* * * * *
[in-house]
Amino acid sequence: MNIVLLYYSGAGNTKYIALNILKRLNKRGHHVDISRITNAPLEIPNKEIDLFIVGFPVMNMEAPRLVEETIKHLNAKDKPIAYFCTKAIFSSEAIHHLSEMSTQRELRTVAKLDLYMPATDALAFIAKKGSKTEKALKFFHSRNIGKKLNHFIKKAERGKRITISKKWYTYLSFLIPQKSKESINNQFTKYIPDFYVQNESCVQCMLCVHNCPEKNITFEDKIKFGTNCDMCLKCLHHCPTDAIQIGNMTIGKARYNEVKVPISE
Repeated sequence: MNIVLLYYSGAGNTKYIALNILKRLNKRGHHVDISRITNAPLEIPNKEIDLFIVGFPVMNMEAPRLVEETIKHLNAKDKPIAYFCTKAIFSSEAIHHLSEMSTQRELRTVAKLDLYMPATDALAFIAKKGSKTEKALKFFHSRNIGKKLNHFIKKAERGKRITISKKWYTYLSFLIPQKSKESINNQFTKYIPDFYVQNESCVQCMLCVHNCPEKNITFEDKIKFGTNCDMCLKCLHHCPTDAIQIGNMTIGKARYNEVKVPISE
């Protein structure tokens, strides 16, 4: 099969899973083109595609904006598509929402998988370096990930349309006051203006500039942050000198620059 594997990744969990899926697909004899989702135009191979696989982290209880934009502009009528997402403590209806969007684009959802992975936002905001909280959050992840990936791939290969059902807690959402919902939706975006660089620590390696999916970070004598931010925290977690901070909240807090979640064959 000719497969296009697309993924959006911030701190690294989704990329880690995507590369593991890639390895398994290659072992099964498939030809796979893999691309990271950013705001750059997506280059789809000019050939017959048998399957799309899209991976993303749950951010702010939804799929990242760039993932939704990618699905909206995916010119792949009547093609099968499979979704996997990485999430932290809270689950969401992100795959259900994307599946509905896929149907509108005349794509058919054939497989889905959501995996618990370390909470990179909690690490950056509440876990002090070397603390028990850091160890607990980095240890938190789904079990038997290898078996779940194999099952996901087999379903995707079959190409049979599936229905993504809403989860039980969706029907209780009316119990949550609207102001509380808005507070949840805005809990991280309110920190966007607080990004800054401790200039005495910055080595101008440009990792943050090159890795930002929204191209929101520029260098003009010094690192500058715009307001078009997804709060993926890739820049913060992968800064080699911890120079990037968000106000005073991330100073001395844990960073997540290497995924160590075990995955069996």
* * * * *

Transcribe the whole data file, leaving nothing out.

[in-house]
Amino acid sequence: MNIVLLYYSGAGNTKYIALNILKRLNKRGHHVDISRITNAPLEIPNKEIDLFIVGFPVMNMEAPRLVEETIKHLNAKDKPIAYFCTKAIFSSEAIHHLSEMSTQRELRTVAKLDLYMPATDALAFIAKKGSKTEKALKFFHSRNIGKKLNHFIKKAERGKRITISKKWYTYLSFLIPQKSKESINNQFTKYIPDFYVQNESCVQCMLCVHNCPEKNITFEDKIKFGTNCDMCLKCLHHCPTDAIQIGNMTIGKARYNEVKVPISE
Repeated sequence: MNIVLLYYSGAGNTKYIALNILKRLNKRGHHVDISRITNAPLEIPNKEIDLFIVGFPVMNMEAPRLVEETIKHLNAKDKPIAYFCTKAIFSSEAIHHLSEMSTQRELRTVAKLDLYMPATDALAFIAKKGSKTEKALKFFHSRNIGKKLNHFIKKAERGKRITISKKWYTYLSFLIPQKSKESINNQFTKYIPDFYVQNESCVQCMLCVHNCPEKNITFEDKIKFGTNCDMCLKCLHHCPTDAIQIGNMTIGKARYNEVKVPISE
């Protein structure tokens, strides 16, 4: 099969899973083109595609904006598509929402998988370096990930349309006051203006500039942050000198620059 594997990744969990899926697909004899989702135009191979696989982290209880934009502009009528997402403590209806969007684009959802992975936002905001909280959050992840990936791939290969059902807690959402919902939706975006660089620590390696999916970070004598931010925290977690901070909240807090979640064959 000719497969296009697309993924959006911030701190690294989704990329880690995507590369593991890639390895398994290659072992099964498939030809796979893999691309990271950013705001750059997506280059789809000019050939017959048998399957799309899209991976993303749950951010702010939804799929990242760039993932939704990618699905909206995916010119792949009547093609099968499979979704996997990485999430932290809270689950969401992100795959259900994307599946509905896929149907509108005349794509058919054939497989889905959501995996618990370390909470990179909690690490950056509440876990002090070397603390028990850091160890607990980095240890938190789904079990038997290898078996779940194999099952996901087999379903995707079959190409049979599936229905993504809403989860039980969706029907209780009316119990949550609207102001509380808005507070949840805005809990991280309110920190966007607080990004800054401790200039005495910055080595101008440009990792943050090159890795930002929204191209929101520029260098003009010094690192500058715009307001078009997804709060993926890739820049913060992968800064080699911890120079990037968000106000005073991330100073001395844990960073997540290497995924160590075990995955069996």